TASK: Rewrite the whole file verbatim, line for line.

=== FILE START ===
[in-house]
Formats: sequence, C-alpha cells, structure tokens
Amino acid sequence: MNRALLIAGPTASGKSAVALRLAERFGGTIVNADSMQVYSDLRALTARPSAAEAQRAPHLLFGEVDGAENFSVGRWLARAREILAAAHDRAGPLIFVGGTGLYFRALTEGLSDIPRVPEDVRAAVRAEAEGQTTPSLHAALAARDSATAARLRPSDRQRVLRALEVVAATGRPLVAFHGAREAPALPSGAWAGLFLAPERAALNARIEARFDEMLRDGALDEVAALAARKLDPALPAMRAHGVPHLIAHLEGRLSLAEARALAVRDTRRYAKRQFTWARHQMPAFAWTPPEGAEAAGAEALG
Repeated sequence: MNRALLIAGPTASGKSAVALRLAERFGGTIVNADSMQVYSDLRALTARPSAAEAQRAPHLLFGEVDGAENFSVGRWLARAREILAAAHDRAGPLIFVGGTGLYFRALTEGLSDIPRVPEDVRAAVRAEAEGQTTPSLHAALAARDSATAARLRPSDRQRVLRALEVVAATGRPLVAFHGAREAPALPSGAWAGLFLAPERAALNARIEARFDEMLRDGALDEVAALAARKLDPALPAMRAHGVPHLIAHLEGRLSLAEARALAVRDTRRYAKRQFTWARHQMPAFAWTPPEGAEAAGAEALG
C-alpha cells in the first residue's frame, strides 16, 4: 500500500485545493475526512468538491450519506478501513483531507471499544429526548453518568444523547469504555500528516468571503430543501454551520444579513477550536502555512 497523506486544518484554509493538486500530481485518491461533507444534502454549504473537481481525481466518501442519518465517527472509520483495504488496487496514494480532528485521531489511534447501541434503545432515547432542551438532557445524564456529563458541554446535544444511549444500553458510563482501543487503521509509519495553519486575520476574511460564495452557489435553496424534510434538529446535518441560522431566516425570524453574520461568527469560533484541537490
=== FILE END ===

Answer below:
[in-house]
Formats: sequence, C-alpha cells, structure tokens
Amino acid sequence: MNRALLIAGPTASGKSAVALRLAERFGGTIVNADSMQVYSDLRALTARPSAAEAQRAPHLLFGEVDGAENFSVGRWLARAREILAAAHDRAGPLIFVGGTGLYFRALTEGLSDIPRVPEDVRAAVRAEAEGQTTPSLHAALAARDSATAARLRPSDRQRVLRALEVVAATGRPLVAFHGAREAPALPSGAWAGLFLAPERAALNARIEARFDEMLRDGALDEVAALAARKLDPALPAMRAHGVPHLIAHLEGRLSLAEARALAVRDTRRYAKRQFTWARHQMPAFAWTPPEGAEAAGAEALG
Repeated sequence: MNRALLIAGPTASGKSAVALRLAERFGGTIVNADSMQVYSDLRALTARPSAAEAQRAPHLLFGEVDGAENFSVGRWLARAREILAAAHDRAGPLIFVGGTGLYFRALTEGLSDIPRVPEDVRAAVRAEAEGQTTPSLHAALAARDSATAARLRPSDRQRVLRALEVVAATGRPLVAFHGAREAPALPSGAWAGLFLAPERAALNARIEARFDEMLRDGALDEVAALAARKLDPALPAMRAHGVPHLIAHLEGRLSLAEARALAVRDTRRYAKRQFTWARHQMPAFAWTPPEGAEAAGAEALG
C-alpha cells in the first residue's frame, strides 16, 4: 500500500485545493475526512468538491450519506478501513483531507471499544429526548453518568444523547469504555500528516468571503430543501454551520444579513477550536502555512 497523506486544518484554509493538486500530481485518491461533507444534502454549504473537481481525481466518501442519518465517527472509520483495504488496487496514494480532528485521531489511534447501541434503545432515547432542551438532557445524564456529563458541554446535544444511549444500553458510563482501543487503521509509519495553519486575520476574511460564495452557489435553496424534510434538529446535518441560522431566516425570524453574520461568527469560533484541537490